Huron has become the first diocese to launch a fund-raising campaign specifically aimed at meeting legal costs arising from native residential schools lawsuits.
Meeting in London, Ont. last October, the diocesan synod decided on a fund-raising goal of $250,000 – the projected costs facing the diocese in 2002 as a result of being named in five lawsuits related to the Mohawk Institute, a former native boarding school near Brantford, Ont.
“The appeal is an indication of the direction people want to move toward,” said Archdeacon James Dugan, rector of St. Paul’s church, Woodstock, Ont., and spokesman for the diocese on residential schools lawsuits.
Since the first lawsuit was filed three years ago, the diocese has spent about $900,000 on research and legal defence costs, according to diocesan director of administrative services Paul Rathbone. Until now, funds from undesignated bequests have been used for legal expenses. That money is now exhausted and synod considered several proposals to cover future legal costs.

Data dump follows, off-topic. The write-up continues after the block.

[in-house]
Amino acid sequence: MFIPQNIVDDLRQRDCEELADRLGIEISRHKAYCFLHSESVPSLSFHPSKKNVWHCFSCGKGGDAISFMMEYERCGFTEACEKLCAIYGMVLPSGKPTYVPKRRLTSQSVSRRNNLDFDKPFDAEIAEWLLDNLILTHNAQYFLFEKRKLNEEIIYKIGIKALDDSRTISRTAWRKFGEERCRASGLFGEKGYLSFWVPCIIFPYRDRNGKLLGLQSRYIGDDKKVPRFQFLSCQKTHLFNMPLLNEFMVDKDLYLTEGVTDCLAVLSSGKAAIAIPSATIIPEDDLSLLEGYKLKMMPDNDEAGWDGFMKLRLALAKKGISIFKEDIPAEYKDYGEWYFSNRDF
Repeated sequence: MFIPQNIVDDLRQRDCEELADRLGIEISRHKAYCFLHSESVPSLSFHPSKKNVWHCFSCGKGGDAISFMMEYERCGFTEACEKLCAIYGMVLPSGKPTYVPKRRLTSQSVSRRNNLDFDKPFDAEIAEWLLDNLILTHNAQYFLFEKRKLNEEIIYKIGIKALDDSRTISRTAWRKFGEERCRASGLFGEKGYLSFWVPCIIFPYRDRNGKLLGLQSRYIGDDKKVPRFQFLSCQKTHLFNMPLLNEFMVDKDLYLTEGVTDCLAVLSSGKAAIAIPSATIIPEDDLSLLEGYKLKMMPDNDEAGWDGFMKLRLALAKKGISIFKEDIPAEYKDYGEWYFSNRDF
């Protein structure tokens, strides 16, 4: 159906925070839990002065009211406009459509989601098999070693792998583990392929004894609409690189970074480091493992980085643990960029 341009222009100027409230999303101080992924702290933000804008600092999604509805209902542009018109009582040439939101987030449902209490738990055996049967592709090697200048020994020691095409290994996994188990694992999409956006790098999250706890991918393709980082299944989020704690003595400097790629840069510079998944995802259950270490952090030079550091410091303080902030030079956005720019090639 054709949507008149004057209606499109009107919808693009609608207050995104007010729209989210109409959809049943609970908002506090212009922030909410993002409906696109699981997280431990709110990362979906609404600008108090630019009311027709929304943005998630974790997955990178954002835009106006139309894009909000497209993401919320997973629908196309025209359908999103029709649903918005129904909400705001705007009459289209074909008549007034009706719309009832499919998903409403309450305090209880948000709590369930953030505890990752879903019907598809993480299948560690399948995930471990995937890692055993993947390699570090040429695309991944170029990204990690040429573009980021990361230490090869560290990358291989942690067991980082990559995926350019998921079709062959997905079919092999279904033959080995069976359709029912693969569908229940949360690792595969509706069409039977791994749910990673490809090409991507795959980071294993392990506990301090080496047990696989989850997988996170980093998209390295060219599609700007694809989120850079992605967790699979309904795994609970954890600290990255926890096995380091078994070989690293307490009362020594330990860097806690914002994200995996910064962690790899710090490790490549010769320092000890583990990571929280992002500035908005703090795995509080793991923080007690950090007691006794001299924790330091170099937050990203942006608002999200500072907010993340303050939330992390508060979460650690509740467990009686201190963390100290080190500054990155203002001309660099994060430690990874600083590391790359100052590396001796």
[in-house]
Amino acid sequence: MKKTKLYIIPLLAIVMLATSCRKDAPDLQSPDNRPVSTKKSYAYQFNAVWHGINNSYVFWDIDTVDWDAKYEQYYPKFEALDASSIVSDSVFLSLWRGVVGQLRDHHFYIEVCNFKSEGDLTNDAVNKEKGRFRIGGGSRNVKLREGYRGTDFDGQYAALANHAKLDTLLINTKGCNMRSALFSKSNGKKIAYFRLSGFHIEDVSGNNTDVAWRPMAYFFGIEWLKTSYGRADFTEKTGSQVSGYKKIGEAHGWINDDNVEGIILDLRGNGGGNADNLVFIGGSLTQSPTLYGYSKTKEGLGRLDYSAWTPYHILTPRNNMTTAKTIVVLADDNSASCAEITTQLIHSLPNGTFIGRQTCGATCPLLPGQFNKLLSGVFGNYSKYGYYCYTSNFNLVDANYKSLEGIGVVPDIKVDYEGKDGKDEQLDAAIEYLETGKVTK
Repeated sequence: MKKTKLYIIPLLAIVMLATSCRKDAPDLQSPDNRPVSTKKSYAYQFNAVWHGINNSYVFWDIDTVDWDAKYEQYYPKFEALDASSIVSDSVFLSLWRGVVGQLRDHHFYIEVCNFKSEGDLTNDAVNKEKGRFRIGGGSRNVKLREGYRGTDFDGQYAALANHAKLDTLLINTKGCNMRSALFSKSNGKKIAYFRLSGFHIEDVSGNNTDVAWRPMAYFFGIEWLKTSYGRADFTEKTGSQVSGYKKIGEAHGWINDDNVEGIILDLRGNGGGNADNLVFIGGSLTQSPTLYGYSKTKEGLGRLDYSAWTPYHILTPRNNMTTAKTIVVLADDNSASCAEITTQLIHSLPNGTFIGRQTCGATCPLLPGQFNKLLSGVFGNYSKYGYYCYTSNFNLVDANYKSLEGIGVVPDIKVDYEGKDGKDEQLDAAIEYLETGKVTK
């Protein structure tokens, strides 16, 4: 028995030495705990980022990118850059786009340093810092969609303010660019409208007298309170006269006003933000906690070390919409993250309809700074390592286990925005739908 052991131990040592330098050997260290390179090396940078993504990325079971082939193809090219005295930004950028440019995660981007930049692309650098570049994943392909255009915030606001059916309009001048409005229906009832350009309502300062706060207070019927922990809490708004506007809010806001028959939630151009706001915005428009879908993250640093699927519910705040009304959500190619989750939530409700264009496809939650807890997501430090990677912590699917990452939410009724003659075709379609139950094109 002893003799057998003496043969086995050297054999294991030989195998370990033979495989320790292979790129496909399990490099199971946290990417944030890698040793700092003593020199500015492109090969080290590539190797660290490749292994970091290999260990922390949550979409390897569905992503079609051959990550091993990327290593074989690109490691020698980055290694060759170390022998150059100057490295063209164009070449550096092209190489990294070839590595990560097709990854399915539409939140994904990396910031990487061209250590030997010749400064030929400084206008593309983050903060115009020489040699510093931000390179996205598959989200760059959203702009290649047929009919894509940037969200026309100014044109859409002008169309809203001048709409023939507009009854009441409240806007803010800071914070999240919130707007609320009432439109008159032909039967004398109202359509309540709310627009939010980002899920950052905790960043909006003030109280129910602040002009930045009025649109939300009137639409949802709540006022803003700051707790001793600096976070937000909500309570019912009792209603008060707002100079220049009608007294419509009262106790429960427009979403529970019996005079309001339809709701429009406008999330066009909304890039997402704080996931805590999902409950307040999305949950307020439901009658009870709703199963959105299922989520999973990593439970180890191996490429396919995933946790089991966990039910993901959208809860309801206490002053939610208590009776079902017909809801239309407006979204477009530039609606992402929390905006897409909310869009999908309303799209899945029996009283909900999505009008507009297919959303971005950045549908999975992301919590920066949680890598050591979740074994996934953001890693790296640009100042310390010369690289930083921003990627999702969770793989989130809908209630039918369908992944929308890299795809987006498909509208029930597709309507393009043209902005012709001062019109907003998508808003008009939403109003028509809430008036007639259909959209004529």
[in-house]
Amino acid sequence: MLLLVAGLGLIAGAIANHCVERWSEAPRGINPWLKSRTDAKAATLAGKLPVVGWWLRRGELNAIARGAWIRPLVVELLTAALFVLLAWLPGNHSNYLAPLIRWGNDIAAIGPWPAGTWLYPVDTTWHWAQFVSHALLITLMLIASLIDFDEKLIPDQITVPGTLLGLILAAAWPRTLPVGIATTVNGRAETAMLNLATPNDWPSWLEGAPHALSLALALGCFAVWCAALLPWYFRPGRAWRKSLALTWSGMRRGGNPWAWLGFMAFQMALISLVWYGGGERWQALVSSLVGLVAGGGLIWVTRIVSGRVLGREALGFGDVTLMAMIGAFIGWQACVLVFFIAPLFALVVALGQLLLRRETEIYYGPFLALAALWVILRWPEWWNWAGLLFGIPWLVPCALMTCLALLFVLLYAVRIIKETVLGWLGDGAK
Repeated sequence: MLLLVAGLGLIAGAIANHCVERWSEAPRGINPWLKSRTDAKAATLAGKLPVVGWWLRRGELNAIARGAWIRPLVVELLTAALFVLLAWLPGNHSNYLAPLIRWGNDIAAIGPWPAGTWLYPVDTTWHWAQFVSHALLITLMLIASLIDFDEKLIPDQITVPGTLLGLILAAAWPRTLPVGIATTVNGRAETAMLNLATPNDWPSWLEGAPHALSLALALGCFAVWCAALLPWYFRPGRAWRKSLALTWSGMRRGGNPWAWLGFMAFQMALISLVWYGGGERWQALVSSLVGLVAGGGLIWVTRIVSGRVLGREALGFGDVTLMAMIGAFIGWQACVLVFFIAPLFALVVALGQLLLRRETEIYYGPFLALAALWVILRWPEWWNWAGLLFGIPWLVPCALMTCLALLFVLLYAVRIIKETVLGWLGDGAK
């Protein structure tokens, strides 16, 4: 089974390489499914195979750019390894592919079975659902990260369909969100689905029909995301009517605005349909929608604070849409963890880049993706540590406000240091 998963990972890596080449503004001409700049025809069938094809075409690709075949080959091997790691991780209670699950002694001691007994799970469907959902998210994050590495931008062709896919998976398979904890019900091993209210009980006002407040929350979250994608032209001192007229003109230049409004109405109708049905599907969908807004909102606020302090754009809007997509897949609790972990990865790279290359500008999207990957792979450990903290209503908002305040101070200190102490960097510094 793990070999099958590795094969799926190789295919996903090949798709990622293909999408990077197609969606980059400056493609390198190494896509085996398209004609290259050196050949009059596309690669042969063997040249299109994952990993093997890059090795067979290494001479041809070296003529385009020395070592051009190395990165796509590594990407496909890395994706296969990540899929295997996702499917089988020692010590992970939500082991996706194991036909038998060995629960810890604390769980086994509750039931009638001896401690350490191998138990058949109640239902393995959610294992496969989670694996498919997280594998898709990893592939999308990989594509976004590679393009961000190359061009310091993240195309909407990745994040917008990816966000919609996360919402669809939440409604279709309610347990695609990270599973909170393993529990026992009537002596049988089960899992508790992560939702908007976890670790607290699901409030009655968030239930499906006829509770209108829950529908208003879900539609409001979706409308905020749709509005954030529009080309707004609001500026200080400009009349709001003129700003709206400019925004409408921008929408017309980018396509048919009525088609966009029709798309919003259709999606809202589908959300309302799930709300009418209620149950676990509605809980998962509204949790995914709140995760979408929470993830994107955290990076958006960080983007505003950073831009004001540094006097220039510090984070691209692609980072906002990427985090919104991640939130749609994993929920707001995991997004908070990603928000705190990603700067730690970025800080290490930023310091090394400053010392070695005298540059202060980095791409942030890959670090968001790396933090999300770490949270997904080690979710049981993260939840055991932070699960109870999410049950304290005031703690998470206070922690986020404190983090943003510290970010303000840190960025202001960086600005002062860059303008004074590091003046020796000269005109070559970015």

The proposals included reducing the diocese’s annual contribution to General Synod, drawing on designated funds or increasing parish apportionments. Those choices were rejected in favour of the legal defence fund campaign. The movers of the motion, Rev. Douglas Leighton and Rev. Robert Skirving, both of London, Ont., noted that the amount represents one-sixtieth of the $15.5 million raised each year in parish offerings in Huron.
They also noted that the fund-raising approach is consistent with the stance that regular parish givings are not used to pay for lawsuits. With files from Huron Church News